Above, John Lobb patent leather opera pumps and Gaziano and Girling patent leather loafers
For despite their relative ease of construction and manufacture from a range of materials – many of which are abundant and inexpensive – newly made loafers and slippers rarely sell for less than £150 ($220), a not inconsiderable sum considering their limited practicality, weather vulnerability and distinctiveness makes it unlikely they will ever become a wardrobe staple for men. Of course, it is these very limitations that are establishing loafers and slippers as ‘Veblen goods’, a name derived from the nineteenth-century social commentator Thorstein Veblen, who coined the term ‘conspicuous consumption’ to explain how people invest money in high cost items of limited utility to demonstrate – or imply – that they have extensive financial resources, and this enormous social cachet.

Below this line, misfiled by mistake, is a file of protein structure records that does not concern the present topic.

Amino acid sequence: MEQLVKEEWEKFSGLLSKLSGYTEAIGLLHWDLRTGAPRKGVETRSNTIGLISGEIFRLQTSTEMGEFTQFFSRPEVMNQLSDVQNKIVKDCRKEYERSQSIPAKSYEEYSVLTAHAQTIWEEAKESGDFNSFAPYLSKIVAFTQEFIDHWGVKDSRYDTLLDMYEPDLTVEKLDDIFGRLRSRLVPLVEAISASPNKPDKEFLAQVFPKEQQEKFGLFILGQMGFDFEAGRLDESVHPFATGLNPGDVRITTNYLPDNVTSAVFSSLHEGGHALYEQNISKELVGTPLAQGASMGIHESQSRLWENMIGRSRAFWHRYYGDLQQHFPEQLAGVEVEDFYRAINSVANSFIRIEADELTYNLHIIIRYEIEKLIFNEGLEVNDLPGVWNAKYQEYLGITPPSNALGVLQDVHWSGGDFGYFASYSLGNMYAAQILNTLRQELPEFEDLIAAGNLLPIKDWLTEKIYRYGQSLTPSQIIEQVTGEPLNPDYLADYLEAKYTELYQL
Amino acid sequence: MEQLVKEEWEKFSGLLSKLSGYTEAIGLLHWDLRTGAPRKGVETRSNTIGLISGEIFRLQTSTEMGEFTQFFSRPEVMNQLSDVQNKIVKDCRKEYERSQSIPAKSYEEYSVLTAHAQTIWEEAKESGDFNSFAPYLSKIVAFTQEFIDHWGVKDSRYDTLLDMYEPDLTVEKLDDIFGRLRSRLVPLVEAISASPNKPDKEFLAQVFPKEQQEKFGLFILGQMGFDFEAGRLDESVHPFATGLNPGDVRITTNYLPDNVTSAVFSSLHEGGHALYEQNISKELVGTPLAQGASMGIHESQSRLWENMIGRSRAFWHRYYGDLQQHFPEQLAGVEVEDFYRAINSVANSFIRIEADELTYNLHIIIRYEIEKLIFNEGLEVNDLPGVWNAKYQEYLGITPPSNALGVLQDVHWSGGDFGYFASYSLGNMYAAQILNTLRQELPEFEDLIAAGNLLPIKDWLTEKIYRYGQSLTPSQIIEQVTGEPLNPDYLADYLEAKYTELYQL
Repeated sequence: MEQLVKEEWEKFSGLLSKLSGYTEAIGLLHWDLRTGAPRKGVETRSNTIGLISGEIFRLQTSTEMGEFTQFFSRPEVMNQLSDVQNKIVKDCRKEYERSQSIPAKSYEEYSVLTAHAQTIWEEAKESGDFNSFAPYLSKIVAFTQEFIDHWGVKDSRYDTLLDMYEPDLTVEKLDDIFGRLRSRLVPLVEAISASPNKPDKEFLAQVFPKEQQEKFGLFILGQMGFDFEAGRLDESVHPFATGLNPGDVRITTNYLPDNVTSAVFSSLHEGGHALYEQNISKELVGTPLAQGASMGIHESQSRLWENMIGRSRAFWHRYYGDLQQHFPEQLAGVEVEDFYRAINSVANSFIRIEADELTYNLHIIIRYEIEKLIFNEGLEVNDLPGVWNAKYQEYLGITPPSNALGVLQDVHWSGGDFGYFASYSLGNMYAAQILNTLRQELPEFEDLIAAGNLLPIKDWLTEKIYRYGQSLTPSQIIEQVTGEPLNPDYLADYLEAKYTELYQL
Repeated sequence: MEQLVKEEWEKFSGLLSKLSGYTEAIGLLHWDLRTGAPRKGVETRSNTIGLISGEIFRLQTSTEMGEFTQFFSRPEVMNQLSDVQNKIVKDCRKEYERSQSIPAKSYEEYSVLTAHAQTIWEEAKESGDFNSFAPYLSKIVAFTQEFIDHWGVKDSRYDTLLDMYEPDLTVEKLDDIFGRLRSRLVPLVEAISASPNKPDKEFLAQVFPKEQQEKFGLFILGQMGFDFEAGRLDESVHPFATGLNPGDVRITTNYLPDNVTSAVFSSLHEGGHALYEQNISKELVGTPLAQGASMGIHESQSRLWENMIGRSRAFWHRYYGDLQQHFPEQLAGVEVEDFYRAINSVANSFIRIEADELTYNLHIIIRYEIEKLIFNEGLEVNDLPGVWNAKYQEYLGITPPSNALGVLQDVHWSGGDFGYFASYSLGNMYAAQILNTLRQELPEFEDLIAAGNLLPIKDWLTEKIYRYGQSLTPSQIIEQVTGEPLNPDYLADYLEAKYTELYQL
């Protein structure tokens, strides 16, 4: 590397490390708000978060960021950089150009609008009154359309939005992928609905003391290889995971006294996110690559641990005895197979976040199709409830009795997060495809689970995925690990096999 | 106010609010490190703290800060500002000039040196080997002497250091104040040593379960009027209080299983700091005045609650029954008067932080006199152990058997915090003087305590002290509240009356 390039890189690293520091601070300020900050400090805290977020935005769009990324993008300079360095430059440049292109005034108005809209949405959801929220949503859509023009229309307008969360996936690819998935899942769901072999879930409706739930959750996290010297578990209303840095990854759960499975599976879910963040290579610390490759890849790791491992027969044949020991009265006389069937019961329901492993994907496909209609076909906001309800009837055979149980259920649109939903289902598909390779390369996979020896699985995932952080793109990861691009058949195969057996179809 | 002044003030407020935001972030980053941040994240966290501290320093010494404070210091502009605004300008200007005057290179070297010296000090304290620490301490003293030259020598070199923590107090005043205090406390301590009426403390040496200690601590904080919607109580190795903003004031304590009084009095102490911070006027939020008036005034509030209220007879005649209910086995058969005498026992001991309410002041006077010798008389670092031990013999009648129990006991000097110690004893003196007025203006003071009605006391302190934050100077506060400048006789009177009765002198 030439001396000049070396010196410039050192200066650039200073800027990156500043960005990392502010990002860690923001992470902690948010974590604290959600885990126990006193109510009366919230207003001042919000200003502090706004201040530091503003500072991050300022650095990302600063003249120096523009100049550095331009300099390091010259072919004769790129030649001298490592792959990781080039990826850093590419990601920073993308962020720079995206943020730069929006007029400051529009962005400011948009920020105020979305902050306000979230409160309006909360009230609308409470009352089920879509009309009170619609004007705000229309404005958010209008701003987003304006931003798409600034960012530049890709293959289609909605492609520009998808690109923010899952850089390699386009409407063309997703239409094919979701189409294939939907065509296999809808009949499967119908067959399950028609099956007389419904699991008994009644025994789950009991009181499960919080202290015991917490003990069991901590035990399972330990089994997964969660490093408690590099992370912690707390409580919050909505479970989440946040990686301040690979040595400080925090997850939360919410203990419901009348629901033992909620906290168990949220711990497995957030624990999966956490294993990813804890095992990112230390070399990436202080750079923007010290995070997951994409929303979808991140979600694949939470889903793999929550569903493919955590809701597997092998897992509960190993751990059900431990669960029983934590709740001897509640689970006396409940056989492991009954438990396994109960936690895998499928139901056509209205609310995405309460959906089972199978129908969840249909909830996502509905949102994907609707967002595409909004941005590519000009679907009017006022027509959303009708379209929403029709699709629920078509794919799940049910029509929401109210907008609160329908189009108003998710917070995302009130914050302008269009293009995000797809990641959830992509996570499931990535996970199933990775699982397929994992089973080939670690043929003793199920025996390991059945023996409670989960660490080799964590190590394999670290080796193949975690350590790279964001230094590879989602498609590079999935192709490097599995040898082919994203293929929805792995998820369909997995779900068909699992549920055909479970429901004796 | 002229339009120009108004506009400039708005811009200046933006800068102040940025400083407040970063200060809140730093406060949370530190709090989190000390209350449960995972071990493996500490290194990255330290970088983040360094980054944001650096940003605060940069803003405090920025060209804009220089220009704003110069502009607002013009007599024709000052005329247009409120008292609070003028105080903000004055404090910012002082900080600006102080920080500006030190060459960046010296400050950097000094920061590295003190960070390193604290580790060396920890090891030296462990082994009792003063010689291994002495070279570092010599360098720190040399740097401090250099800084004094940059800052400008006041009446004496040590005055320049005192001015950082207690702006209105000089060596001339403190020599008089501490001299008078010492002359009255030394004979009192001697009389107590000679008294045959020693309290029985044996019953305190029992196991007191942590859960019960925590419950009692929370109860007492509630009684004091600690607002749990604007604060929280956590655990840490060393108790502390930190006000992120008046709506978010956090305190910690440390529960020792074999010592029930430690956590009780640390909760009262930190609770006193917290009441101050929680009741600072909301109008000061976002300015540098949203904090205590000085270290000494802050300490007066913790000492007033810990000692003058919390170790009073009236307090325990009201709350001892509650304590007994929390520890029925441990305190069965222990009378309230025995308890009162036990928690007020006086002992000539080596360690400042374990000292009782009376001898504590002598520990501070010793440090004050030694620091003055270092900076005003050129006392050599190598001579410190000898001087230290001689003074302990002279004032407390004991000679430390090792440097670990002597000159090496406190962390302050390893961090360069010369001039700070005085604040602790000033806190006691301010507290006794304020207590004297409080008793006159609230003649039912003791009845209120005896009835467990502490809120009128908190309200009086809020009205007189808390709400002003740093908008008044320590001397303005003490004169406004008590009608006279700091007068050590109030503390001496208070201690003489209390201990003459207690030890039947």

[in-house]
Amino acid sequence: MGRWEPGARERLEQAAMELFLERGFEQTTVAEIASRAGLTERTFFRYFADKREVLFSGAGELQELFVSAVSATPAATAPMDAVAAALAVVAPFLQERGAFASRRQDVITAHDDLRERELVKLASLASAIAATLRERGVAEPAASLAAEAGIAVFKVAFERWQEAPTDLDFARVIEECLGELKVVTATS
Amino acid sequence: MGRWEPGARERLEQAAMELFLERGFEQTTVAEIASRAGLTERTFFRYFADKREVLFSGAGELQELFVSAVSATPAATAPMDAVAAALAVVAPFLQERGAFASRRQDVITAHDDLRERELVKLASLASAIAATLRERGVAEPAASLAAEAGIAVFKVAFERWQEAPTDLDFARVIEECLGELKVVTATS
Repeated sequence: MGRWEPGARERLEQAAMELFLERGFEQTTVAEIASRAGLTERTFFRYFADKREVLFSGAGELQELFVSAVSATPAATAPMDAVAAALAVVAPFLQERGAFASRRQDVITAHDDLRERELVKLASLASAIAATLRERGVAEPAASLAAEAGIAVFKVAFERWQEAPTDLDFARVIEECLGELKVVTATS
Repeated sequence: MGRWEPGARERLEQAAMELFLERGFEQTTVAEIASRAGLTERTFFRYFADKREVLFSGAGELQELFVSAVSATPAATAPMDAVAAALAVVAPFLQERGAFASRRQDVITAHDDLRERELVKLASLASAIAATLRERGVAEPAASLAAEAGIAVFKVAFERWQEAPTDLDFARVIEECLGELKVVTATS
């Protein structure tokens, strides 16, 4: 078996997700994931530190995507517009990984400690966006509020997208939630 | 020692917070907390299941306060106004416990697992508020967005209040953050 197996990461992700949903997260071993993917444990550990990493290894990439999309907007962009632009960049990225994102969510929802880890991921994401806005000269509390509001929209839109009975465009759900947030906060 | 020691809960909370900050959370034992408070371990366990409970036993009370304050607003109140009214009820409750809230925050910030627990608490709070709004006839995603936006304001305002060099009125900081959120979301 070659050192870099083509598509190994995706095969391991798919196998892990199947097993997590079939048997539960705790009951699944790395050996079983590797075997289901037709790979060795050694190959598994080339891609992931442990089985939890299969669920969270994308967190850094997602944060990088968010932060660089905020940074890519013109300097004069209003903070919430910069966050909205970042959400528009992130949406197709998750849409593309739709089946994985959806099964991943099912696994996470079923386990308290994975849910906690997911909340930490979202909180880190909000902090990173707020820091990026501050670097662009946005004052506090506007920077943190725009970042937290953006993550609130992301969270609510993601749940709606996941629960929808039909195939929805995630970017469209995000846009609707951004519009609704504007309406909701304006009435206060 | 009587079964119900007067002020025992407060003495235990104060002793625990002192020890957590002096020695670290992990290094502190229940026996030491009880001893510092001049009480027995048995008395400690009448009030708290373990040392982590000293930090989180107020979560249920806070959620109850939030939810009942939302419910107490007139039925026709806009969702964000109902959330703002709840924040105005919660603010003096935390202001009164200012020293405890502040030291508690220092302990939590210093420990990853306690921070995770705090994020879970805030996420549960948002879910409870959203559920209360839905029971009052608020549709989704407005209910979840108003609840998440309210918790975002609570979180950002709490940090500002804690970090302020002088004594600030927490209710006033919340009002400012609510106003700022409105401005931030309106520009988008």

In turn, this helps to explain why the loafer and slipper are enjoying a renaissance now. The affects of the economic downturn of 2008 are still being felt and the fissure between the wealthy and the rest shows now sign of closing, anything but.
In the wake of the economic collapse, a whole series of Veblen goods flooded the (luxury) market as people tried to show they possessed sufficient resources to survive, socially and economically. More generally, the popularity of the loafer and the slipper is undoubtedly helped by the fact that they elide with the zeitgeist (again, influenced by recent economic turbulence), which is channelling a more individual and relaxed style of menswear.
Above, colored slippers by Allan Baudoin in London
I suppose all of this means that there is still cause to regard the loafer-wearing man with mild suspicion, for whilst he may appear to be embracing a casual way of living, the chances are, he is making a contrived statement about his financial and social status.
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Benjamin Wild Website
Opening picture : Brighton loafers by Corthay
George Cleverley’s Slippers
Gaziano & Girling Loafers
Allan Baudoin Sagan Slippers